The White House announced four recipients of the National Medal of Arts and four of the National Humanities Medal in a statement Sunday night. Voight is one of Trump’s few vocal Hollywood backers, and has hailed him as “the greatest president of this century.”

Trump is also honouring the musicians of the U.S. military, who frequently entertain at White House events.

Trump will award the medals during a ceremony at the White House on Thursday.

While the honours had been an annual affair during past administrations, they have not been awarded since Trump’s inauguration in January 2017. The most recent arts or humanities medals were bestowed by President Barack Obama in September 2016.

U.S. President Barack Obama presents the Presidential Medal of Freedom to singer Diana Ross during a ceremony in the White House East Room in Washington, U.S., Nov. 22, 2016. (Yuri Gripas/Reuters)

The recipients of the National Medal of Arts are:

  • Alison Krauss, the bluegrass-country singer and musician, “for making extraordinary contributions to American music.” The White House misspelled her name in its release.
  • Sharon Percy Rockefeller “for being a renowned champion of the arts, generous supporter of charity, and a pioneer of new ideas and approaches in the field of public policy.”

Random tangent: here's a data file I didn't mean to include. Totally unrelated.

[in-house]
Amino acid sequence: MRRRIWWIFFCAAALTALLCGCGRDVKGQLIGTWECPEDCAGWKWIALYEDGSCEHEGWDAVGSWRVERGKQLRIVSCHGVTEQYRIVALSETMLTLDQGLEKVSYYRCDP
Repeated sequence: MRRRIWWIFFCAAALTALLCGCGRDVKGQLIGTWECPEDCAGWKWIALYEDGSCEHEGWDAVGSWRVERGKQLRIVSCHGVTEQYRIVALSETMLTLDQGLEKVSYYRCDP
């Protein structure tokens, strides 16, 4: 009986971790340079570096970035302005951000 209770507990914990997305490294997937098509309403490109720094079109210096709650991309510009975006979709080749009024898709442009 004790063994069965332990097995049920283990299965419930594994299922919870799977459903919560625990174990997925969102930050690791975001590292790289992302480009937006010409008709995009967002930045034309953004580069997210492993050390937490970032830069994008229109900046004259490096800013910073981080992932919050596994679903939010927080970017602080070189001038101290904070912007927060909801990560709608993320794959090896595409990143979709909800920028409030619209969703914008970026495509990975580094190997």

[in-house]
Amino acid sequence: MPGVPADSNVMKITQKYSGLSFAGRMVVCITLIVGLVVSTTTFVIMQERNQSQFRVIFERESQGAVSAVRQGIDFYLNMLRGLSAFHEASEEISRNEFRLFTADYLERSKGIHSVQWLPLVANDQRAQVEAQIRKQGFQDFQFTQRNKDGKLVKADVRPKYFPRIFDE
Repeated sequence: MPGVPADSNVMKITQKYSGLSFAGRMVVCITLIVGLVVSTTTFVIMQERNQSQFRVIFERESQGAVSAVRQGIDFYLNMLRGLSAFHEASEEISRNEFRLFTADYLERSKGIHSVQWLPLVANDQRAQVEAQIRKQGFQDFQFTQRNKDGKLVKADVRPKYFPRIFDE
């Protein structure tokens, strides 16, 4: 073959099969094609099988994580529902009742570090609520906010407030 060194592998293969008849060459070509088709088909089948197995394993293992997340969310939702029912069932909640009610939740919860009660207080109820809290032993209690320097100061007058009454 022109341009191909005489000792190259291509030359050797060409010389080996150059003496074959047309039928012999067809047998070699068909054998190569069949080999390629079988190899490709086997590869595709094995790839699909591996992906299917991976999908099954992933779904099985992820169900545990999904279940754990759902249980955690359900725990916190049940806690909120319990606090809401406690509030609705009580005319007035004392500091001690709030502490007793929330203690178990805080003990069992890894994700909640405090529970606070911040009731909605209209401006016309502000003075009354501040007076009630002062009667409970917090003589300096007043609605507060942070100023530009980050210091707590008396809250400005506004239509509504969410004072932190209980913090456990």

• The Musicians of the United States Military “for personifying excellence in music and service to country.”
  • Jon Voight “for his exceptional capacity as an actor to portray deeply complex characters.” Voight starred in Midnight Cowboy, the 1969 film that won an Academy Award for best picture, and he won the best actor Oscar for 1978’s Coming Home. He appears in the Showtime series Ray Donovan.

The recipients of the National Humanities Medal are:

  • The Claremont Institute “for championing the Nation’s founding principles and enriching American minds.”
  • Teresa Lozano Long “for supporting the arts and improving educational opportunities” through scholarships and philanthropy.
  • Patrick O’Connell, the chef at The Inn at Little Washington, “for being one of the greatest chefs of our time.”
  • James Patterson “for being one of the most successful American authors of our time.” Patterson wrote a book about Jeffrey Epstein, the disgraced financier who killed himself while awaiting trial on charges of sexually abusing teenage girls. The book includes several references to Trump, including an account of the men’s falling out.

The National Endowment for the Arts and the National Endowment for the Humanities solicit candidates for the medals and compile proposed winners. The White House, which sometimes adds its own nominees, traditionally approves and announces them ahead of a presidential ceremony.

Trump has had an uneasy if not hostile relationship with many in the arts and the humanities who oppose his policies and have denounced his presidency. He has been largely shunned by Hollywood and has skipped events like the annual Kennedy Centre gala that is one of Washington’s premier social gatherings after some honorees said they would not attend if Trump was part of the ceremony.

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Alison Krauss to Be Awarded National Medal of Arts – Rolling Stone

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Alison Krauss is among those chosen to receive the National Medal of Arts from President Trump. The honorees, including the country-bluegrass musician, actor Jon Voight, and the bands of the United States military, mark the first recipients of arts and humanities medals of Trump’s presidency.